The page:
CACSA Projects #9 | Adelaide Film Festival 2013

CACSA, as a presenting venue partner for the 2013 Adelaide Film Festival, presents three major exhibitions of local and international video art. The exhibitions follow CACSA's Shifting Sands Symposium in which curators, artists and directors from the Middle East discussed the production and presentation of art in a region currently experiencing major social and political upheaval.

Art Exhibition previously on at Contemporary Art Centre of SA in South Australia, Australia.
From Saturday 14 September 2013 to Sunday 20 October 2013

CACSA Projects #9 | Adelaide Film Festival 2013 image CACSA Projects #9 | Adelaide Film Festival 2013 image

Published by anonymous on Tuesday 10 September 2013.
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The recent two-city Shifting Sands Symposium was presented in Sydney and Adelaide

Momentary | Various SA Artists

Alone, Together… in Media Res | Lara Baladi

The Pixelated Revolution | Rabih Mroue

Project Space: To Kill the Saudade | Liam Garstang

Lara Baladi (Egypt), one of the visiting participants in the Shifting Sands Symposium, is a highly regarded Egyptian-Lebanese photographer and multimedia artist. Born in Beirut, educated in Paris and London, she lives in Cairo. Since 1997, she has been a member of the Arab Image Foundation, for which she directs magazine editorials and curates exhibitions and artist residencies. Her work handles issues of police brutality, totalitarianism, democracy, censorship, violence against women, documentation of a revolution in the digital age, and watching the virtual world turn into reality were addressed. Her triple-screen video work Alone, Together… In Media Res (Latin, ‘in the midst of things’) has emerged as one of the first productions derived from this archive. It is a visual commentary, a narrative that weaves video excerpts together to reflect on many of the questions raised during the Arab uprisings.

Complementing Alone, Together… In Media Res is The Pixelated Revolution, a lecture-performance by Lebanese stage and film actor, playwright, and visual artist Rabih Mroué (Lebanon). Based in theatre, his work includes videos and installation art; the latter sometimes incorporates photography, text and sculpture. In The Pixelated Revolution (co-commissioned by The Warhol Foundation and dOCUMENTA 13) and shown at dOCUMENTA 13, Kassell in 2012, he presents a timely lecture/performance about the usage of mobile phones during the Syrian Revolution. This work looks at the central role that the photographs taken with these devices played in informing and mobilising people during the revolutionary events, due to their ability to be shared and spread through virtual and viral communication platforms. Mroué, is a key figure in a new generation of artistic voices in Lebanon, illustrates his unique interdisciplinary practice, which exists at the crossroads of theater, performance, and visual arts.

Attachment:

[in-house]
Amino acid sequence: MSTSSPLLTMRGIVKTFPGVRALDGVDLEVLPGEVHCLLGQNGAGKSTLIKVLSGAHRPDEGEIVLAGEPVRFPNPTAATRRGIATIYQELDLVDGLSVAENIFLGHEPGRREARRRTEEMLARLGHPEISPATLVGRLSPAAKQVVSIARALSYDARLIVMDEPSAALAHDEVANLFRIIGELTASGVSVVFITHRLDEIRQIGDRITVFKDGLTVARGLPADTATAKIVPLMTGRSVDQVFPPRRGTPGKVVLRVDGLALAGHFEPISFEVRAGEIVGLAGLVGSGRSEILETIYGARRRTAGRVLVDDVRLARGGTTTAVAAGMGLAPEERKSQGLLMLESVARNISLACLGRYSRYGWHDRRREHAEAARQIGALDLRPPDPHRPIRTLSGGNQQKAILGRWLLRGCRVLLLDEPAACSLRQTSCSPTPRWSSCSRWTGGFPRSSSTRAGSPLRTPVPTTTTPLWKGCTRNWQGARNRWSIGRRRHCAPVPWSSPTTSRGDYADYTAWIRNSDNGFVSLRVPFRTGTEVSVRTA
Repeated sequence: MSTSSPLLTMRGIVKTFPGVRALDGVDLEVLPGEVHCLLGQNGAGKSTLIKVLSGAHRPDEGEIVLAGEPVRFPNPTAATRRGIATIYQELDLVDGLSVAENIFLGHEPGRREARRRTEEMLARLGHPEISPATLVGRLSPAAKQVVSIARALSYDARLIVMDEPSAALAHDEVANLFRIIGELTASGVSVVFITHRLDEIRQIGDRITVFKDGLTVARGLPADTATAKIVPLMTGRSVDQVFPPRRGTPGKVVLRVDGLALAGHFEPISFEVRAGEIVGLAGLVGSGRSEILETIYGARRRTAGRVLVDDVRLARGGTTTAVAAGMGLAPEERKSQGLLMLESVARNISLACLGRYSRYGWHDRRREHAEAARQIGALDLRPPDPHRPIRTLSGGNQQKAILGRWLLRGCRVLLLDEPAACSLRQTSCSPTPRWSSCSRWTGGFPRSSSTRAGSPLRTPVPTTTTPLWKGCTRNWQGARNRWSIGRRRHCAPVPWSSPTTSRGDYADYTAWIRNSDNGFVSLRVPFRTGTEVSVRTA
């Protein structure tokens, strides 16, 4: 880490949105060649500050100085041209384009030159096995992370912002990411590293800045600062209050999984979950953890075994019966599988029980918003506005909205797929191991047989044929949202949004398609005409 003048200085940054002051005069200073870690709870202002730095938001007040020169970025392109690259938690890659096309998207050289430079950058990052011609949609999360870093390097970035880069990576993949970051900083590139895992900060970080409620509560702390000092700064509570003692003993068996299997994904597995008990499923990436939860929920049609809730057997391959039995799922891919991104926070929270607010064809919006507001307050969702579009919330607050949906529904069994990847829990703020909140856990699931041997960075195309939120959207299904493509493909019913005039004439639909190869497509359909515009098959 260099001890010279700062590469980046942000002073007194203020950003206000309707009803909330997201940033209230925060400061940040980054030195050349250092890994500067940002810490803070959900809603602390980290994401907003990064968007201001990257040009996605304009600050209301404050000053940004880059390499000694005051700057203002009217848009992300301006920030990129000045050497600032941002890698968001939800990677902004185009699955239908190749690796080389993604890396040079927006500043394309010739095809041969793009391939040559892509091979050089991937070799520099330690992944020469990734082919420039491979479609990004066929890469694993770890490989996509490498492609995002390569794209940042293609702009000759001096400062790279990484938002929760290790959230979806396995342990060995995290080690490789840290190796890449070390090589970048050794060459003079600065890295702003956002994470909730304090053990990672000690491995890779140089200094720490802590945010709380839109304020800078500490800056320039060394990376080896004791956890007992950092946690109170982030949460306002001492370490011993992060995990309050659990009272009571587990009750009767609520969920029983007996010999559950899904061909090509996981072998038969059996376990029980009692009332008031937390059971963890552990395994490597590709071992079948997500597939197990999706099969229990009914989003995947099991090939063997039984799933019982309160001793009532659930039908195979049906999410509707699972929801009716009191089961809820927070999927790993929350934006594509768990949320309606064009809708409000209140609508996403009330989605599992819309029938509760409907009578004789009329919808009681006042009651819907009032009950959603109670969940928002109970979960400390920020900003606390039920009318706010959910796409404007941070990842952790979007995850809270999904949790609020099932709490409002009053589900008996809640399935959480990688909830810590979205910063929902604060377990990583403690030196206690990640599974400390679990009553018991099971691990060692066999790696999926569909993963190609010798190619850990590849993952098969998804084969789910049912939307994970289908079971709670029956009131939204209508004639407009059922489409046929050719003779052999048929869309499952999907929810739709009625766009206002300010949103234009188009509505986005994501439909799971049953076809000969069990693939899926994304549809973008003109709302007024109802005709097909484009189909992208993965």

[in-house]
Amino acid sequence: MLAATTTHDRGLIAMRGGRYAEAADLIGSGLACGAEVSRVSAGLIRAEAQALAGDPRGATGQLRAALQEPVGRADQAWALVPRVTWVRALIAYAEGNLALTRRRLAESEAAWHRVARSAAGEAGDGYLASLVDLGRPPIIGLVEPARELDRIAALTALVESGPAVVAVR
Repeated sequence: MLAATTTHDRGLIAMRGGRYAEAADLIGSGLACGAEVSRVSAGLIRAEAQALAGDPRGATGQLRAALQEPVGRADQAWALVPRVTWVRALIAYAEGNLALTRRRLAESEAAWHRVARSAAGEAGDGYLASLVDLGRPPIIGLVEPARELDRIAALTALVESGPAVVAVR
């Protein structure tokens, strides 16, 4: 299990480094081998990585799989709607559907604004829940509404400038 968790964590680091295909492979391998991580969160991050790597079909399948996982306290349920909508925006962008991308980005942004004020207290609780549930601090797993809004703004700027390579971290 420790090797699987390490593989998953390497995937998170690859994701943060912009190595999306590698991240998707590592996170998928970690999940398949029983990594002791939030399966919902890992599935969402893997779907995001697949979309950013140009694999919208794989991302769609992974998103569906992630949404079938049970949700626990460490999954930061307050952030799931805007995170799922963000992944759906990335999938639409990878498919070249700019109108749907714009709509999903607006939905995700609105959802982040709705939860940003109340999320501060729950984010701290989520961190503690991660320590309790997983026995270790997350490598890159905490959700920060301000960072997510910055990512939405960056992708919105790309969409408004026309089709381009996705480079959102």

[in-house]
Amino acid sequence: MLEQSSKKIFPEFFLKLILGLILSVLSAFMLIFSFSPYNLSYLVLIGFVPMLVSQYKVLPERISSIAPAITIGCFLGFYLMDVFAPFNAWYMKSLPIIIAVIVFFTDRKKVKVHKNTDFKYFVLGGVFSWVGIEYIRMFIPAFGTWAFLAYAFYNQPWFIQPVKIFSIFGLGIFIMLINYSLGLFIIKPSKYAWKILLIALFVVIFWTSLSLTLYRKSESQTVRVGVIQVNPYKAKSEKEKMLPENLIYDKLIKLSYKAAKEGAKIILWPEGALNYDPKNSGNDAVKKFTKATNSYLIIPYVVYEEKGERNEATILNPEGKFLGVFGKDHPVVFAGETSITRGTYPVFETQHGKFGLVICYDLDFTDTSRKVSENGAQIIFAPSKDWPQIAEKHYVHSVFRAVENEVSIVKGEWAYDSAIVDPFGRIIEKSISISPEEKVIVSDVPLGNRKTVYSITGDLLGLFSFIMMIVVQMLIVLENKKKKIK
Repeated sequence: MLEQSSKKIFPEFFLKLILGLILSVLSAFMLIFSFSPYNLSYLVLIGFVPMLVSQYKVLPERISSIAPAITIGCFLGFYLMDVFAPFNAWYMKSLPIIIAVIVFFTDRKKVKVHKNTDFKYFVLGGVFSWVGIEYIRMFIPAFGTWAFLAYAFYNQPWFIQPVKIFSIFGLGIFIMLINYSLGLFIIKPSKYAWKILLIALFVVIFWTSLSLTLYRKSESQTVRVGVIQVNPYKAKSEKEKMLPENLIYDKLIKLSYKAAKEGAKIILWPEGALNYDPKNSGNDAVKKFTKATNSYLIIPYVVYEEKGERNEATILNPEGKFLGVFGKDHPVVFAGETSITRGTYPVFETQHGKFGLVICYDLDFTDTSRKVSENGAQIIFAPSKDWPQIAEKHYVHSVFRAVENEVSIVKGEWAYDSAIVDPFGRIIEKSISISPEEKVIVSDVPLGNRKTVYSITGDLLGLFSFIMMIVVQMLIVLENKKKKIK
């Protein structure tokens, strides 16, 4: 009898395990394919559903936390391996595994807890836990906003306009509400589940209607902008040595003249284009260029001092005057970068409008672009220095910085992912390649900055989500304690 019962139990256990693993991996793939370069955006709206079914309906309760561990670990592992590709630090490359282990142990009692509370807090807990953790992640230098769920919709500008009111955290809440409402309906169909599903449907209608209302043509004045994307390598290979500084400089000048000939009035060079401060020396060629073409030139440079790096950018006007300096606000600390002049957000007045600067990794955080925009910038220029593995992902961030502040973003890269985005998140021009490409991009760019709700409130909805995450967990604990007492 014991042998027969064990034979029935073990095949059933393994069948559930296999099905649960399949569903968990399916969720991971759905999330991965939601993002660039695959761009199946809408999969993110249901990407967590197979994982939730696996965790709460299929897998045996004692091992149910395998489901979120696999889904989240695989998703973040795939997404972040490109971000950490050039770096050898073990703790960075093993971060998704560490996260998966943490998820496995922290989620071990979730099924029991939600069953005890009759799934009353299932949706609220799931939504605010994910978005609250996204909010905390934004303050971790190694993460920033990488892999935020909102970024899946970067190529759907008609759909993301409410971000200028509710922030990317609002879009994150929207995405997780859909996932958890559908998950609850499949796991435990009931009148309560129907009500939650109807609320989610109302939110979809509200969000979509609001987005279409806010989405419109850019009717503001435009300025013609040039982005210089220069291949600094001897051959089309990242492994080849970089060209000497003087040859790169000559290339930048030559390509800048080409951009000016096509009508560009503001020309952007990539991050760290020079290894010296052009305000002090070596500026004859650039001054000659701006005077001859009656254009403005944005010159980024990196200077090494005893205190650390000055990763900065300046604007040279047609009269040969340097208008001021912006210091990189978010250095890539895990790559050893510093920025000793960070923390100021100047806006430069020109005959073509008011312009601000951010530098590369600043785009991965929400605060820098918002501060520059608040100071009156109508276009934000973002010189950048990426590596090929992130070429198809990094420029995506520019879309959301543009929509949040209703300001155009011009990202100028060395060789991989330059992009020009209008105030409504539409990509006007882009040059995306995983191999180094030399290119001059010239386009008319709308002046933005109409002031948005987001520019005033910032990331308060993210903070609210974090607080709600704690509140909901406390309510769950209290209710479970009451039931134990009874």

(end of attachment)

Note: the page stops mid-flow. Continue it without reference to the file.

As a companion presentation to these two resonant artworks, MOMENTARY brings together a group of South Australian artists who have individually responded to the notion of the ubiquity of mobile phone camera terchnology. MOMENTARY is dedicated to the qualities that enrich every great journey: a sense of free exploration of the world and a willingness to actively enrich one’s own life by discarding the otherwise dominant daily concerns and routines. Artists include: Roy Ananda, Matthew Bradley, Madison Bycroft, Aurelia Carbone, Andrew Dearman, Siamak Fallah, Ray Harris, Matt Huppatz, Brad Lay, Jessie Lumb, James Marshall, Nasim Nasr and Patrick Rees.

Project Space:
Liam Garstang
To Kill the Saudade

Liam Garstang is an emerging artist who lives and works in Sydney. His practice is rooted in printmaking and cross-disciplines, straddling performance and painting with installation and video. His most significant works to date have been a series of performance related acts that have resolved themselves in the material form of drypoint plates, that have then either been used to print, or left as is, with the final results being installations of intricate abstract planes, complemented by video. Emerging from the venerable tradition of ritual, these works are based on personal, generational and collective events and iconography, as well as deep spontaneous emotional responses. Evoking considerations relating to experiences of loss and reclamation, these works aim to open up artistic dialogues that explore modes of expressionism. This is not simple expressionism, rather it is what he refers to as a form of conceptual expressionism.

Liam Garstang received a BVA (First Class) Honours from Sydney College of the Arts, 2008 where he was awarded the University of Sydney Honours Scholarship for Academic Excellence. His recent solo/collaborative exhibitions include There’ll Be No More Shepherds, Casa da Zorro, Evora, Portugal, (2012), With Eyelids Cut Off (with Adam Geczy), Wagga Wagga Art Gallery, NSW, Riddoch Art Gallery, SA, (2012), The Old Times Were Certainly The Scariest, Megalo Print Studios, Canberra, (2012). His recent Group exhibitions include Familiar/Unfamiliar (curated by Rona Green) National tour, (2011-13), Performance Month 3, Peloton Gallery Sydney, (2011), Print Big (curated by Alison Alder) Fitters Workshop, Canberra, (2010). He has received numerous awards and prizes, including an Australian Council for the Arts ArtStart Grant, (2011) and has undertaken Artist residencies at OBRAS Centre for Arts and Sciences, Portugal, (2012), and Megalo Print Studios, Canberra, (2010).